Further enclosed is Robert Ballanger’s summary of the class meeting of January 2nd. Unfortunately, Greg Wahlstrom’s presentation on “The Calamity” was not ready at this class and was rescheduled for January 23rd at 2pm. So the discussion centred on Mr. Ballenger’s report on the article “The Baha’i Community of Acre” by Erik Cohen, Folklore Research Center Studies, 3 (1973) pp. 119-141 [Ed. code or Dewey call-number of some sort follows]. This was followed by an impromptu reading of a few pages of Vernon E. Johnson’s Ph.D. dissertation, “An Historical Analysis of Critical Transformations in the Evolution of the Baha’i World Faith” (Baylor Univeristy, 1974) [Ed. available from Bell and Howell Information and Learning] on the dissention within the ranks of Mason Remey’s followers.

THE NEXT CLASS will be held at the home of Anthony Lee on Sunday, January 9th at 3:00 pm. [Ed. home address follows] THE CLASS WILL FEATURE two presentations: one, a report on two articles by James Keene in Sociometry and The Journal for the Scientific Study of Religion on the Faith and a presentation by Bernie Barnes on “The Baha’i Theory of Personality”.

THE CLASS AFTER THAT will be held on Sunday, January 23rd at 3 pm also at Anthony Lee’s house. It will include a presentation by Jon Henderson on Paul’s symbolism in Corinthians I and Greg Wahlstrom’s analysis of “The Calamity” in the writings of Shoghi Effendi. Don’t miss it.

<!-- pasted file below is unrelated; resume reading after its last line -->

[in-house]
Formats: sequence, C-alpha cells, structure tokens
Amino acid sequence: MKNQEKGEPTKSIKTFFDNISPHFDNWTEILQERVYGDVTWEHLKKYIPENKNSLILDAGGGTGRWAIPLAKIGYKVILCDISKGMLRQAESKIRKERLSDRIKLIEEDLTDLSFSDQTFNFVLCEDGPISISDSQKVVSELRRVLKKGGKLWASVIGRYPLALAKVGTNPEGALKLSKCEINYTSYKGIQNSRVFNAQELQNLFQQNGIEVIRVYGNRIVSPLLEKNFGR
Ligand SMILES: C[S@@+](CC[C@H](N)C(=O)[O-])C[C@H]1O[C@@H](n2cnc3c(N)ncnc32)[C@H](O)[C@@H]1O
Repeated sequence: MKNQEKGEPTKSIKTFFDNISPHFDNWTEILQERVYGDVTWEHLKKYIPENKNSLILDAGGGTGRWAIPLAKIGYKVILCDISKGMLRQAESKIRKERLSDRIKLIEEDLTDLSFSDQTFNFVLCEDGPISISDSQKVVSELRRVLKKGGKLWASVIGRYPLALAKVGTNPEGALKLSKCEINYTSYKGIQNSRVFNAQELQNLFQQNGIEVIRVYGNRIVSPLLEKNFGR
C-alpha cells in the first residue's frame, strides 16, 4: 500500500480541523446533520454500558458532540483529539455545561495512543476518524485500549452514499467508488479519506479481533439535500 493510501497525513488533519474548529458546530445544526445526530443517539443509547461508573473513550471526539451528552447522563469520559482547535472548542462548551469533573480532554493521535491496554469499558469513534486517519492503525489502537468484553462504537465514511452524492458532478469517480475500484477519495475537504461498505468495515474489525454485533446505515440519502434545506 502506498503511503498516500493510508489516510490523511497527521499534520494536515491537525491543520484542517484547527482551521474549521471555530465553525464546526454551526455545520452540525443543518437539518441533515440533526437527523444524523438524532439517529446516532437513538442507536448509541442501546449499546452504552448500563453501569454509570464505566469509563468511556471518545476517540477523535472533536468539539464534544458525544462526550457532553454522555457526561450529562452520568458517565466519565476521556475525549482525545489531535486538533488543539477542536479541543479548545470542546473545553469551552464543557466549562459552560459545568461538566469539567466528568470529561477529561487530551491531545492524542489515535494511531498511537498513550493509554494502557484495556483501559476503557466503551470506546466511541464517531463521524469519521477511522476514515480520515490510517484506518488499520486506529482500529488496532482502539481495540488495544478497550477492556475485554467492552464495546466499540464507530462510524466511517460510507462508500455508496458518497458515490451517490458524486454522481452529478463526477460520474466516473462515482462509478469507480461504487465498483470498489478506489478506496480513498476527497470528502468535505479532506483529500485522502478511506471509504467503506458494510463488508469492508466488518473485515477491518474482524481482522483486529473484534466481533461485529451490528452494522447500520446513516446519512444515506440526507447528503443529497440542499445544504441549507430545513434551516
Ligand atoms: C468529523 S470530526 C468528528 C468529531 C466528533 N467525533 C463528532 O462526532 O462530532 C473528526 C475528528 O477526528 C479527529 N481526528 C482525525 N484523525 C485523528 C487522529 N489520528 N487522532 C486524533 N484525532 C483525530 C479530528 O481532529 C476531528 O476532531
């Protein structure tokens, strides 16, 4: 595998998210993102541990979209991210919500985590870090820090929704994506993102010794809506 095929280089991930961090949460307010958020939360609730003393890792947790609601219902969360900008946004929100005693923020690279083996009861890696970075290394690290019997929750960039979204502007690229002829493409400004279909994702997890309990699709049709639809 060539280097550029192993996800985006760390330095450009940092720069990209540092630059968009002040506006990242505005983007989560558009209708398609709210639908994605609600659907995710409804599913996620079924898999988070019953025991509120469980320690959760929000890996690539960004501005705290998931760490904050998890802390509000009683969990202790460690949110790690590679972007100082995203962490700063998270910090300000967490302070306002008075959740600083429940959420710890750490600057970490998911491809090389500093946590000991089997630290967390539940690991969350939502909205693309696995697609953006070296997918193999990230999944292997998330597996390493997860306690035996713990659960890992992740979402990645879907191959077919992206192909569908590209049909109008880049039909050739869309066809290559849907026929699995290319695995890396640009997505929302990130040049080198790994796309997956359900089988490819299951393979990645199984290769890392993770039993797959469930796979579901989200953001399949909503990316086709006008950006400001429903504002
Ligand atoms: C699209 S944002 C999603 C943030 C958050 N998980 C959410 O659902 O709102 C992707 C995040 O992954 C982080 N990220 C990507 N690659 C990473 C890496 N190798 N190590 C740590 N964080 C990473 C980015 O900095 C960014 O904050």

With Baha’i love,

Anthony A. Lee
[Ed. signed below]

P.S. I will be out of town next week but I will leave the key with someone.

Notes from the study group meeting of Jan. 2, 1977.

Attendance at study class is on a steady increase, hitting 15 at the latest meeting. Tony Lee, at whose apartment the meeting were held, invited all present to stay for a Mexican-style dinner. Happily, we all survived. Actually, the food was delicious. And Tony showed he had mastered an old family mealtime recipe: starve the guests and, by the time the food arrives, they’ll eat anything and love it.

With several persons on hand for the first time, Tony, our impromptu host and chief schemer and eminence mauve (the eminence grise was at the cleaner’s; we had to settle for the next available shade) again explained the purpose of the class, to wit, an open discussion of the Baha’i Faith, with no taboo subjects.

We also agreed that poor ol’ Tony should not have to foot the bill for mailing out these summaries. As a graduate student, he is a permanent member of the poverty class and could qualify for food stamps. Anyhow, it was more or less agreed by common consent that members of the class ought to chip in some money to help offset postage costs so you can perous this bilious material. But no amount was fixed, so Tony probably wound up collecting around $1.87. The moral of the story is , next time you come to class, bring money.

After some brief consultation, it was decided to retain the existing class structure in which some volunteer presents what amounts to a paper on some aspect of the Faith while everyone else present uses its points as a springboard for discussion. Following a break, a second part is devoted to an open forum in which pet peeves and various bits of mental effuvia about the Faith are trotted out and beaten to a pulp. It’s the closest thing we have to an exorcism ritual.